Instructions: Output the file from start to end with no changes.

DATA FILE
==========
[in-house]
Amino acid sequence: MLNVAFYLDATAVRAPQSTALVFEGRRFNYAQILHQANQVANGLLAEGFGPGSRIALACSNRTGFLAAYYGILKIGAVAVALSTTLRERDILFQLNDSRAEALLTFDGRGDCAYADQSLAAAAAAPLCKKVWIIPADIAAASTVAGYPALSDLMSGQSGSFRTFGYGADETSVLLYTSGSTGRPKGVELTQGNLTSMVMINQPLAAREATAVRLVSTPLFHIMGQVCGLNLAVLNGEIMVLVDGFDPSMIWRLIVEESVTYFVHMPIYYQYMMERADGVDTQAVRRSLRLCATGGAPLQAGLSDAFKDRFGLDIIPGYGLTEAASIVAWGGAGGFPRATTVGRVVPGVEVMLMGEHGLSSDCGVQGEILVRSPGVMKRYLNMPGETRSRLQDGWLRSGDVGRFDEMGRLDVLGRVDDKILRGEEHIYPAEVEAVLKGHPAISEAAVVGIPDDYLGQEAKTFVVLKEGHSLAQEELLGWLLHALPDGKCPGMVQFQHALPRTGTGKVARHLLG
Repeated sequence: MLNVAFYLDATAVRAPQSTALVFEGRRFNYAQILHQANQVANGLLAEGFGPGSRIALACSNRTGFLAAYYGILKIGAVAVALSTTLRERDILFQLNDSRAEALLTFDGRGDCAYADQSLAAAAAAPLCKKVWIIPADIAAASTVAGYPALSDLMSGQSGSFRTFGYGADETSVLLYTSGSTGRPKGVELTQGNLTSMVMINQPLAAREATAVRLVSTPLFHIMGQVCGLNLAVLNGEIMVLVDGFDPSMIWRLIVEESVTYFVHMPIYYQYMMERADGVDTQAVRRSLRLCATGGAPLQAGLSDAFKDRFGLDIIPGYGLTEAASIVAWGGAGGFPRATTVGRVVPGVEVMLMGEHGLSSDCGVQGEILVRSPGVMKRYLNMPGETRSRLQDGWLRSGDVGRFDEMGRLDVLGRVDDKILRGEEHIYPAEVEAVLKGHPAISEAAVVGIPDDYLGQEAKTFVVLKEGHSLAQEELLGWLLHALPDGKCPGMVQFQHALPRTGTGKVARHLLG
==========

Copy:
[in-house]
Amino acid sequence: MLNVAFYLDATAVRAPQSTALVFEGRRFNYAQILHQANQVANGLLAEGFGPGSRIALACSNRTGFLAAYYGILKIGAVAVALSTTLRERDILFQLNDSRAEALLTFDGRGDCAYADQSLAAAAAAPLCKKVWIIPADIAAASTVAGYPALSDLMSGQSGSFRTFGYGADETSVLLYTSGSTGRPKGVELTQGNLTSMVMINQPLAAREATAVRLVSTPLFHIMGQVCGLNLAVLNGEIMVLVDGFDPSMIWRLIVEESVTYFVHMPIYYQYMMERADGVDTQAVRRSLRLCATGGAPLQAGLSDAFKDRFGLDIIPGYGLTEAASIVAWGGAGGFPRATTVGRVVPGVEVMLMGEHGLSSDCGVQGEILVRSPGVMKRYLNMPGETRSRLQDGWLRSGDVGRFDEMGRLDVLGRVDDKILRGEEHIYPAEVEAVLKGHPAISEAAVVGIPDDYLGQEAKTFVVLKEGHSLAQEELLGWLLHALPDGKCPGMVQFQHALPRTGTGKVARHLLG
Repeated sequence: MLNVAFYLDATAVRAPQSTALVFEGRRFNYAQILHQANQVANGLLAEGFGPGSRIALACSNRTGFLAAYYGILKIGAVAVALSTTLRERDILFQLNDSRAEALLTFDGRGDCAYADQSLAAAAAAPLCKKVWIIPADIAAASTVAGYPALSDLMSGQSGSFRTFGYGADETSVLLYTSGSTGRPKGVELTQGNLTSMVMINQPLAAREATAVRLVSTPLFHIMGQVCGLNLAVLNGEIMVLVDGFDPSMIWRLIVEESVTYFVHMPIYYQYMMERADGVDTQAVRRSLRLCATGGAPLQAGLSDAFKDRFGLDIIPGYGLTEAASIVAWGGAGGFPRATTVGRVVPGVEVMLMGEHGLSSDCGVQGEILVRSPGVMKRYLNMPGETRSRLQDGWLRSGDVGRFDEMGRLDVLGRVDDKILRGEEHIYPAEVEAVLKGHPAISEAAVVGIPDDYLGQEAKTFVVLKEGHSLAQEELLGWLLHALPDGKCPGMVQFQHALPRTGTGKVARHLLG